So, by the time Claire got seconded into my three month design project for the directorate transformation, she was understandably very wary of saying anything in a change project. So on day three, I made sure we sat together at lunch and had a nice normal chat about life, in case that would help her contribute. It didn’t.

At the end of the day five she was still not talking. I didn’t know why but I knew from her body language that she hadn’t been happy with some of the decisions taken.

At the beginning of the second week I did a wall of truth exercise looking at what we could learn from previous projects but she still didn’t really engage, so at the break I said we would leave the outputs up on the wall for the remainder of the day and that people should add things they hadn’t wanted to say in public.

By the time we came back from coffee there were lots of great points on the board, including some from Claire but not limited to her. A lot of them were genuine concerns about not being listened to, so when we came back I said we’d learn from some of these past mistakes and review our first weeks output in the light of what wouldn’t work for the different areas. I asked each of the people in turn and was careful not to ask Claire early on until she had seen that this project genuinely wanted to fix the solution, so it worked for every part of the directorate before implementing it. We found problem after problem, and we tweaked and changed the solution as we went through and in the end we came to Claire and she spoke about the issues she saw and we listened and then tweaked and changed the solution to resolve them.

 

sun bursting from behind clouds

 

It was like the sun coming out from behind the rain clouds, and I was so grateful.

Not just because of what Claire said but because the process of trying to get her engaged had then surfaced huge numbers of issues and inside a day we had immeasurably improved the solution, and had also become a proper project team delivering something we could all get behind.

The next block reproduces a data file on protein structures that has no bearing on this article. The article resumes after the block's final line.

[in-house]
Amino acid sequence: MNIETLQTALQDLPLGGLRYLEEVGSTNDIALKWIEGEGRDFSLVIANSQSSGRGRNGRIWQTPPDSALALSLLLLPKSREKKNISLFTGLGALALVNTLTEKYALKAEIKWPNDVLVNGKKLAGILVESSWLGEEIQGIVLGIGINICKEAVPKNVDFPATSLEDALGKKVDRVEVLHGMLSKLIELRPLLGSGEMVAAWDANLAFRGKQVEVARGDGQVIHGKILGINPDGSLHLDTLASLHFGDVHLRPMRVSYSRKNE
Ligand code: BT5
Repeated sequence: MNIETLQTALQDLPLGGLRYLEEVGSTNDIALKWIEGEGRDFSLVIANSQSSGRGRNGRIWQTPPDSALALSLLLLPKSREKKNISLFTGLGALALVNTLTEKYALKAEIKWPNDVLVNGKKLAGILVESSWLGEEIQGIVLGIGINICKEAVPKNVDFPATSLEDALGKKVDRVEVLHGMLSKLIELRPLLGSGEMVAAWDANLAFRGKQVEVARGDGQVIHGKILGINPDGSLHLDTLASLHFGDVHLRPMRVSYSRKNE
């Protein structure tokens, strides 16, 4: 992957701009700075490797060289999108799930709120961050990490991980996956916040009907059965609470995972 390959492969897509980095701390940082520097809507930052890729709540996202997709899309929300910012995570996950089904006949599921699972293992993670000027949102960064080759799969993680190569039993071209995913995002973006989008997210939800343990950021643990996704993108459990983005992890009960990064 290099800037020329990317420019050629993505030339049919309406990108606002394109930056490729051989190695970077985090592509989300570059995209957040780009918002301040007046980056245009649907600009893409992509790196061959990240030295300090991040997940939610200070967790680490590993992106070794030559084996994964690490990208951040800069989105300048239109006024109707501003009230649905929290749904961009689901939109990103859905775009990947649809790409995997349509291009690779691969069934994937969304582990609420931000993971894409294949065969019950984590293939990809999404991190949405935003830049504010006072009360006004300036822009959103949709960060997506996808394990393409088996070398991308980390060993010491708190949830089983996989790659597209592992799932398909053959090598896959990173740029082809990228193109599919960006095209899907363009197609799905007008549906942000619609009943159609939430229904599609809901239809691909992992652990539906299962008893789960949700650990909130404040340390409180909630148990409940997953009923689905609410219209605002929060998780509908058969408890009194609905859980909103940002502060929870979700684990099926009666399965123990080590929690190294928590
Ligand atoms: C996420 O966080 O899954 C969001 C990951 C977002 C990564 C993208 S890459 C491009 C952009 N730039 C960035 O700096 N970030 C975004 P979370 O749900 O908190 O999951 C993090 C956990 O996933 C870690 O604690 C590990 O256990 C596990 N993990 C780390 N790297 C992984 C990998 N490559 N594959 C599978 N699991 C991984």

She was misunderstood, blamed and side-lined but she was in no way resistant to change. She just wanted it to work, and ultimately don’t we all!

In the years before and since that project I have come across many examples where people told me about change resistant individuals, teams, departments or occasionally whole divisions, and each of the examples is a different story with different backgrounds and different outcomes, but there is not a single instance of what I would call Change Resistance among them.

So is it possible that when we don’t want to stay curious, listen intending to understand people, and genuinely engage with people who seem disconnected to the project, that we just label them as change resistant and then move on with implementing our projects which will be less successful as a result?

If this has made you think twice about Change Resistance then this month’s masterclass “Unpicking Change Resistance” is perfect for you to hear more. Sign up here https://www.oakwoodmanagementconsulting.com/masterclass-sign-up.

And if you think I am wrong and you have met truly change resistant individuals or groups then please let me know, because as I said at the top of the blog, I am sceptical but I am not sure that I am right, and I am happy to hear that I am wrong. Let’s discuss.